Similarities within the middle class in spite of different racial backgrounds was one of the themes of an outdoor installation by Sanford Biggers for his “Racine de Memoire.” The piece was built on site using a storage shed on museum property that used to belong to Larry Aldrich (1906-2001). The shed was placed up in the trees on an angle. The artist originally wanted to use an old tree fort, but was pleased to be offered the museum founder’s shed. The “roof” (floor of the shed) was decorated with spirit bottles, a tradition that stems from the South to ward off evil spirits by trapping them in bottles. Inside was a video projection of super 8 film converted to DVD of a black family and a white family as they went through the same middle class experiences, such as birthday parties and Disneyland. The public can climb up into the structure, which has been heavily reinforced.
A classically beautiful sculpture is the cast and carved plaster figures of the artist and her female companion in “Memorial to a Marriage.” The figures of two women in a sleepy embrace are expertly rendered. Folds of fabric drape over the lower half of the figures. Artist Patricia Cronin wishes to honor her relationship in the form of mortuary sculpture of the Eighteenth and Nineteenth Centuries. “Cronin’s ambitious sculpture celebrates and makes official in death her ‘marriage,’ which cannot be made legal in life,” wrote Hough in her introduction to the show’s catalog.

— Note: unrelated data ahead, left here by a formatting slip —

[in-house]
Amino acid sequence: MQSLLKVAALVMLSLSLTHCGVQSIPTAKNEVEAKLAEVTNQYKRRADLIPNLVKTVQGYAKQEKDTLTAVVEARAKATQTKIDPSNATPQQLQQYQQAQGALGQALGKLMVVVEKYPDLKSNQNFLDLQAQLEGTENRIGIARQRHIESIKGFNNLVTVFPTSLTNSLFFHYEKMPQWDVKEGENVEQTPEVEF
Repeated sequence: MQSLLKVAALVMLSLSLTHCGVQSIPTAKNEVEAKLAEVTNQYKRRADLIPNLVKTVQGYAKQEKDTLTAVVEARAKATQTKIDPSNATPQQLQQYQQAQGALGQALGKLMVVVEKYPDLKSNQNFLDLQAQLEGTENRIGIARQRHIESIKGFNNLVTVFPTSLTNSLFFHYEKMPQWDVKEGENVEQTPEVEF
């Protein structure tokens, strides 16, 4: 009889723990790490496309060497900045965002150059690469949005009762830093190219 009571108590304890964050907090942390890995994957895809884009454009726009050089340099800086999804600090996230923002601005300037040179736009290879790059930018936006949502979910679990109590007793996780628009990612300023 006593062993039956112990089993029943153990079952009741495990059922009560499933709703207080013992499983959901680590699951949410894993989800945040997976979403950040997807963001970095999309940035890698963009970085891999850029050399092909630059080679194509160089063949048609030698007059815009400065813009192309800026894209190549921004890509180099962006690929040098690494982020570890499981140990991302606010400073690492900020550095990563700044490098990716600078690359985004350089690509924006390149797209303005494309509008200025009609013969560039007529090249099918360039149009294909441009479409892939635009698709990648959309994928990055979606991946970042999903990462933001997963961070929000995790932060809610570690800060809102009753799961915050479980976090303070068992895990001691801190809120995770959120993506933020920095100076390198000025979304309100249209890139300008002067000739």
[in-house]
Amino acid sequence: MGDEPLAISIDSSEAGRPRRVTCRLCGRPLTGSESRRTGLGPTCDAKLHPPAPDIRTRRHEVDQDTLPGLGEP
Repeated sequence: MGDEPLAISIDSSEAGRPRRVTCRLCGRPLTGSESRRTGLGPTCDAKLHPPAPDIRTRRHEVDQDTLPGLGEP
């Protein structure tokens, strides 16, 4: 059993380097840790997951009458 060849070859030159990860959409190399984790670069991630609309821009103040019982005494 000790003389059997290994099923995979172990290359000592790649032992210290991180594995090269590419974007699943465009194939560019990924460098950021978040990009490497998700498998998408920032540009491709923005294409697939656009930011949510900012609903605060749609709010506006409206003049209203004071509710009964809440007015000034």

While the art speaks eloquently for itself in the museum, the catalog fails to speak eloquently for much of the art in the show. In spite this, the catalog is sprinkled with outstanding poetry chosen by Steven Henry Madoff. It also has a good “acknowledgement” essay by Harry Philbrick and a strong introduction essay by Jessica Hough that touches on about nine of the 37 artists in the show. The poetry extends the theme of the exhibition, but does not shed any light on the intent of the artists in creating their pieces, nor does it include any descriptions of the pieces (other than title, date, medium, size and photo credits), or artists’ statements. The installation pieces and multimedia pieces would have especially benefited from a little elaboration, since one still photograph of them is hardly even a reminder of the impact of the work. This is all of the more reason to go and see it in person before it closes on September 4.
The Aldrich Museum of Contemporary Art, 258 Main Street, is open Tuesday through Sunday, noon to 5 pm. For information, 203-438-4519 or visit www.aldrichart.org.